In Memorial Hospital of South Bend, Inc. v. Scott, supra, at 36, 300 N.E.2d at 56, the court noted:
"[A] departure from the general rule is required where the plaintiff is suffering from physical infirmities which impair his ability to function as an `ordinary reasonable man.'"
In the case before us, there is no claim that Max suffered from any physical infirmity rendering him unable to function as an "ordinary reasonable man."
We also recognize that failure to disclose could, under certain factual circumstances, preclude a finding of negligence on the part of the doctor. Amdur v. Zim Israel Navigation Co., (S.D.N.Y. 1969), 310 F. Supp. 1033; Tangora v. Matanky, (1974) 231 Cal.App.2d 468, 42 Cal.Rptr. 348; Johnson v. St. Paul Mercury Insurance Co., (1969) La. App., 219 So.2d 524, 36 A.L.R.3rd 1349. In Johnson, for example, a hospital doctor was called upon to treat a 2 1/2 year old child who, some nineteen hours earlier, had ingested aspirin. This latter fact was not revealed to the doctor by the child's parents although the father was asked specifically by the doctor whether the child had taken any aspirin, cough syrup or any other medication before he was brought to the hospital. Consequently, the doctor did not administer a test to determine the presence of aspirin and proceeded to diagnose and treat the illness as a typical case of croup. From the expert testimony the court was able to determine 1) there was no reason to believe the doctor could have discovered the problem other than being alerted to its possibility and, 2) he exercised the degree of skill ordinarily employed under similar circumstances by the members of his profession in good standing in the community and used reasonable care and diligence, along with his best judgment in the application of his skill to the case. With these findings, the court concluded the doctor was free of negligence in all respects.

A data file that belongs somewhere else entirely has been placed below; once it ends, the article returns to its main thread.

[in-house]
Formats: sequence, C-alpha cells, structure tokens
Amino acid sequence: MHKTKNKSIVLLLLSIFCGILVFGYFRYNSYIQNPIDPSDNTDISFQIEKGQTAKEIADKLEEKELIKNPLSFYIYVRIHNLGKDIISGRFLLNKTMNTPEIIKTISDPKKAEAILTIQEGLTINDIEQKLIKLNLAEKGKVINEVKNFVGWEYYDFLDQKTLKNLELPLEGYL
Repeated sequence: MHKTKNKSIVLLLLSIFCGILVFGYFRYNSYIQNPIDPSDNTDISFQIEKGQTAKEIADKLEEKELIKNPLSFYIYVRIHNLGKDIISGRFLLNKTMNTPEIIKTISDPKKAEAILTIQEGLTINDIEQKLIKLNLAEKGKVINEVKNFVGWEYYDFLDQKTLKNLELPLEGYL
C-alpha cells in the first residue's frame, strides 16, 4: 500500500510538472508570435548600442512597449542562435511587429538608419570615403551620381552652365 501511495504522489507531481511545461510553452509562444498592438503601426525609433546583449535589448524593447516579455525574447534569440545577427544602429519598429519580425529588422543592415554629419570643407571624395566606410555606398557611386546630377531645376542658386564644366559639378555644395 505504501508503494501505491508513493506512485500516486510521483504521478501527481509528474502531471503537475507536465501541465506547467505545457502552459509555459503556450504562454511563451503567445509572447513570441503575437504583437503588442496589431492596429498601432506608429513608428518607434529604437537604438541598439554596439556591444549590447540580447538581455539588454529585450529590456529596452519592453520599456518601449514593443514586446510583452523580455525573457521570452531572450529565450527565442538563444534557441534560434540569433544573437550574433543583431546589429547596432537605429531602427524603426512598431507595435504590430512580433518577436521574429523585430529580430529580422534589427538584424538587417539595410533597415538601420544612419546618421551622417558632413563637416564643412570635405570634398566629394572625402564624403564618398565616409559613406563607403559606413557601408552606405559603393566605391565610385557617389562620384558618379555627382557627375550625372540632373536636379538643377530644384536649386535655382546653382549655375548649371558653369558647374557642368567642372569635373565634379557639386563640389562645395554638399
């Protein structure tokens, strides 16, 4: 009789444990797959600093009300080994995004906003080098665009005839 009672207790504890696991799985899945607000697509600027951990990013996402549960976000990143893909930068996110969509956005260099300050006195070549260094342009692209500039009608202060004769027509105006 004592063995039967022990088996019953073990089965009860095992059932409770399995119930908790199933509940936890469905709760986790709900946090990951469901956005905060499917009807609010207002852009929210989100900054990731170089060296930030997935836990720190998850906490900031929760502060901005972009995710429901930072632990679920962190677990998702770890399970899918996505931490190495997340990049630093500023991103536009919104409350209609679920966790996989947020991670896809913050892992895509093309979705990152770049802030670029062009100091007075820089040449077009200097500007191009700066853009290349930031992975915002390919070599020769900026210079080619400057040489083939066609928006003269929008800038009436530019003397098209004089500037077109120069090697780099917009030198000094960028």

C. Court's Instruction on Causation
Fall objects to the giving of final instruction number two relating to causation. However, this instruction was also read as preliminary instruction number three without objection, and thus the error is waived. Kranda v. Houser-Norberg Medical Corp., (1981) Ind. App., 419 N.E.2d 1024, appeal dismissed (1982) ___ U.S. ___, 103 S.Ct. 23, 74 L.Ed.2d 39; Cochrane v. Lovett, (1975) 166 Ind. App. 684, 337 N.E.2d 565.
D. Court's Instruction on Diagnosis
The last instruction given by the court to which Fall objects is instruction number eight which states:
"The law does not require that a physician guarantee that he will cure his patient or even that he will obtain a good result.
The law does require that a physician possess and use that degree of skill and learning which is ordinarily possessed and used by doctors in similar practice in this or similar locations at the time of the treatment or service.
Accordingly, a doctor will not be negligent if he exercises such reasonable care and ordinary skill even though he mistakes a diagnosis, makes an error in judgment or fails to appreciate the seriousness of his patient's problem."
Fall objects to the language which instructs that a doctor will not be negligent if he fails to appreciate the seriousness of his patient's problem. This same question was addressed in Dahlberg v. Ogle, (1978) 268 Ind. 30, 373 N.E.2d 159, where Dahlberg, who was acutely ill with nausea, vomiting, diarrhea and occasional fever, was examined and diagnosed without the benefit of any tests. There was evidence Dr. Ogle "failed to come to a realization of the actual seriousness of Mr. Dahlberg's condition." Id. at 35, 373 N.E.2d at 162. Our supreme court found that failure of a physician to realize the actual seriousness of a condition is not negligence unless there are facts to indicate a lack of skill or lack of care in making the examination and diagnosis. Indiana has long recognized the principle that a physician's mistaken diagnosis does not constitute negligence when the physician has used reasonable skill and care in formulating such diagnosis. Edwards v. Uland, (1923) 193 Ind. 376, 140 N.E. 546; 23 I.L.E. Physicians and Surgeons § 18 (1970). The trial court did not err in giving instruction number eight.
E. Court's Refusal of Fall's Instruction on the Standard of Proper Exercise of Medical Judgment
Fall also alleges error in the refusal of the trial court to give her tendered instruction relating to a physician's exercise of judgment in treating a patient. First, we observe that, in determining whether any error results from the refusal of a tendered instruction, this court examines three factors: 1) whether the instruction correctly states the law; 2) whether there is evidence in the record to support the giving of the offered instruction; and 3) whether the substance of the tendered instruction is adequately covered by other instructions which are given. Lewis v. Davis, (1980) Ind. App., 410 N.E.2d 1363; Southern Indiana Gas Electric Co. v. Steinmetz, (1978) 177 Ind. App. 96, 377 N.E.2d 1381. Fall tendered instruction number six on the exercise of medical judgment which read: